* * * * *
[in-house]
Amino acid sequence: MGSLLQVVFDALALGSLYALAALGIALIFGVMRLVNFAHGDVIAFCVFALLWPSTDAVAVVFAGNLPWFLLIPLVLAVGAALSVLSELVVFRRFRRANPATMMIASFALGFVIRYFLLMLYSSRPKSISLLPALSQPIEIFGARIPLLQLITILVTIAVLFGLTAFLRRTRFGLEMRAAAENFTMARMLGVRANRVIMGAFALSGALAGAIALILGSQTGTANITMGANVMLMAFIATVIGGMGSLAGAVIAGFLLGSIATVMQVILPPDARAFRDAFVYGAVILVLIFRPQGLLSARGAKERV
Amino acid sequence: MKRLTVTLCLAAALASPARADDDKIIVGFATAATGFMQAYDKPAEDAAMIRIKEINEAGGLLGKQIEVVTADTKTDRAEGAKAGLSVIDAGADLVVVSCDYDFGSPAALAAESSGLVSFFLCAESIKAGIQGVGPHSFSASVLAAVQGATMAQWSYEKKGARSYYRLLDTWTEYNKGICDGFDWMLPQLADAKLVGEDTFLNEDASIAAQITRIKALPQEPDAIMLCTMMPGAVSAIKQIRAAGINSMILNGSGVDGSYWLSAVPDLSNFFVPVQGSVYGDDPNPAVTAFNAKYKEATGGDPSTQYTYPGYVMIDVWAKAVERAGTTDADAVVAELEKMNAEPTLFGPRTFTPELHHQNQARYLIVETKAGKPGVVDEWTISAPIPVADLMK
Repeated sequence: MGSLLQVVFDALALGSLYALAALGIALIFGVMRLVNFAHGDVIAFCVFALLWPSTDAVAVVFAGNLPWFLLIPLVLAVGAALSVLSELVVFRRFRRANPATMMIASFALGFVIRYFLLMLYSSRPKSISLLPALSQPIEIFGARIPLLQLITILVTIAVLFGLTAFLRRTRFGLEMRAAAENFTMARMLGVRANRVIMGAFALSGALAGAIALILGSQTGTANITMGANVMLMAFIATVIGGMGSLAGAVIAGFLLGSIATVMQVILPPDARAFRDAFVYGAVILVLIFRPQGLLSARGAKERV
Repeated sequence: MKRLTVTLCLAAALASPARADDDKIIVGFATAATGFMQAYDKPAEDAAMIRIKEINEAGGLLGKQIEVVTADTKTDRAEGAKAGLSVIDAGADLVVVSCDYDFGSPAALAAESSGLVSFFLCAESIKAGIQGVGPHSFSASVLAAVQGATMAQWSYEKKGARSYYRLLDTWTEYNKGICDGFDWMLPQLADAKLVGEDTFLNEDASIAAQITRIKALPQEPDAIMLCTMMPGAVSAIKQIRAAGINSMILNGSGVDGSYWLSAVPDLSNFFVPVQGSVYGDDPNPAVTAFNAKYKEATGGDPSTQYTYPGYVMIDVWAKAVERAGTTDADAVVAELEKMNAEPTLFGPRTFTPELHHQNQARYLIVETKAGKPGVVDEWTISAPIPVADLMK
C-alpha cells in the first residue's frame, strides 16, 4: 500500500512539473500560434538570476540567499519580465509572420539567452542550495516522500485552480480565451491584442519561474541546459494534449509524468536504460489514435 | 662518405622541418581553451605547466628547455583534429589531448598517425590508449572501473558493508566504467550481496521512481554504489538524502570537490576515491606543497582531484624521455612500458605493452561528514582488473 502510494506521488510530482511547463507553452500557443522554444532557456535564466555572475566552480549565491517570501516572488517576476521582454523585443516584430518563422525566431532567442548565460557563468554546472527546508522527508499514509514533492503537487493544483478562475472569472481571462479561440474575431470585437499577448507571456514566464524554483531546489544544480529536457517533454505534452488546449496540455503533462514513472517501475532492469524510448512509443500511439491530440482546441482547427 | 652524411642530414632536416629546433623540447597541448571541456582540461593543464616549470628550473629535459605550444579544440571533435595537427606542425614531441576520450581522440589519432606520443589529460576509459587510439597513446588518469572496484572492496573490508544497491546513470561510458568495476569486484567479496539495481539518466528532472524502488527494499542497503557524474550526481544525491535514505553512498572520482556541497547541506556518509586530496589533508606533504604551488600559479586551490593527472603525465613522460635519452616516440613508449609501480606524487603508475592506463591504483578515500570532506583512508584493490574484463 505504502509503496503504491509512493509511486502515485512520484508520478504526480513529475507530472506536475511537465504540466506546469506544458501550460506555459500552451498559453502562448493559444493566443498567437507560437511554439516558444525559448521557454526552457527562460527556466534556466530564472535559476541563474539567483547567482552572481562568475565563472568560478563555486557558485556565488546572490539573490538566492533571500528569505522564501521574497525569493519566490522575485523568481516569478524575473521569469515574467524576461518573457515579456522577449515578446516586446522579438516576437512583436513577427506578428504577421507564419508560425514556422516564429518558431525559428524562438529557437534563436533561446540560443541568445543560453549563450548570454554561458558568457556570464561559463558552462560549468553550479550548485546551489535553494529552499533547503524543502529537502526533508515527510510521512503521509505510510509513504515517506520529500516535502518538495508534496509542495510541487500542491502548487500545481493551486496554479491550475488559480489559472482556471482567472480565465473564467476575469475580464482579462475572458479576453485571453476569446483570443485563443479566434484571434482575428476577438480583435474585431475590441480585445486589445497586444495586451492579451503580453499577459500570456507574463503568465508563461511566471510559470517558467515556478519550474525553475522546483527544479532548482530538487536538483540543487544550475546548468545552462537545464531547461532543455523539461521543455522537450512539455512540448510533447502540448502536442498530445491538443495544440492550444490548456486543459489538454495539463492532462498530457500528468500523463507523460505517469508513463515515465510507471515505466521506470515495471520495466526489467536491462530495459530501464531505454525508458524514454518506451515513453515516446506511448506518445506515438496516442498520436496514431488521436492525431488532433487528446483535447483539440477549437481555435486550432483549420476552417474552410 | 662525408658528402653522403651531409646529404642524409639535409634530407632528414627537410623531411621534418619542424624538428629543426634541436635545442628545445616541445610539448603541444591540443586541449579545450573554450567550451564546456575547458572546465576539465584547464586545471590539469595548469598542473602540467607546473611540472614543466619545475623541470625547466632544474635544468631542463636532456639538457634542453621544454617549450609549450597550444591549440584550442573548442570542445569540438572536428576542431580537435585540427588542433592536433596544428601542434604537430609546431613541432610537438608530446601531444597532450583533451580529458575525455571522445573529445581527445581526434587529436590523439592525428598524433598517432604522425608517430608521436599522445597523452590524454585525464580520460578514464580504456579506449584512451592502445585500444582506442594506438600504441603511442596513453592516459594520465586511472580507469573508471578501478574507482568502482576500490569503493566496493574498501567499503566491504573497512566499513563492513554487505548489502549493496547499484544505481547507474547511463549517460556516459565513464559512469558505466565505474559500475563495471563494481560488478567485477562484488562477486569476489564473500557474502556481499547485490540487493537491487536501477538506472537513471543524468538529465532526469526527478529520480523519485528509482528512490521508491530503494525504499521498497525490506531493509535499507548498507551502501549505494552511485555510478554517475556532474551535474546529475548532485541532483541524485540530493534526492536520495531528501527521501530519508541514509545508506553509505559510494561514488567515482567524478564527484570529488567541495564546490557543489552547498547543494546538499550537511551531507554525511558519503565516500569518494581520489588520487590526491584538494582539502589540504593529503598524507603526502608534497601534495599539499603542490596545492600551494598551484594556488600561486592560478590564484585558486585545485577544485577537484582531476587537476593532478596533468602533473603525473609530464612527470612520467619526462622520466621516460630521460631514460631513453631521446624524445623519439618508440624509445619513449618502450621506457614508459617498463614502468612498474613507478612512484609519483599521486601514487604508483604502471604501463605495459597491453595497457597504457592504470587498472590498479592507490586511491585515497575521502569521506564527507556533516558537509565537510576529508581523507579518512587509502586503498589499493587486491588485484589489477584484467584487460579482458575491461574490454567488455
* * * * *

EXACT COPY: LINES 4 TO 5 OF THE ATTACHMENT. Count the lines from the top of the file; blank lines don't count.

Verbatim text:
Repeated sequence: MGSLLQVVFDALALGSLYALAALGIALIFGVMRLVNFAHGDVIAFCVFALLWPSTDAVAVVFAGNLPWFLLIPLVLAVGAALSVLSELVVFRRFRRANPATMMIASFALGFVIRYFLLMLYSSRPKSISLLPALSQPIEIFGARIPLLQLITILVTIAVLFGLTAFLRRTRFGLEMRAAAENFTMARMLGVRANRVIMGAFALSGALAGAIALILGSQTGTANITMGANVMLMAFIATVIGGMGSLAGAVIAGFLLGSIATVMQVILPPDARAFRDAFVYGAVILVLIFRPQGLLSARGAKERV
Repeated sequence: MKRLTVTLCLAAALASPARADDDKIIVGFATAATGFMQAYDKPAEDAAMIRIKEINEAGGLLGKQIEVVTADTKTDRAEGAKAGLSVIDAGADLVVVSCDYDFGSPAALAAESSGLVSFFLCAESIKAGIQGVGPHSFSASVLAAVQGATMAQWSYEKKGARSYYRLLDTWTEYNKGICDGFDWMLPQLADAKLVGEDTFLNEDASIAAQITRIKALPQEPDAIMLCTMMPGAVSAIKQIRAAGINSMILNGSGVDGSYWLSAVPDLSNFFVPVQGSVYGDDPNPAVTAFNAKYKEATGGDPSTQYTYPGYVMIDVWAKAVERAGTTDADAVVAELEKMNAEPTLFGPRTFTPELHHQNQARYLIVETKAGKPGVVDEWTISAPIPVADLMK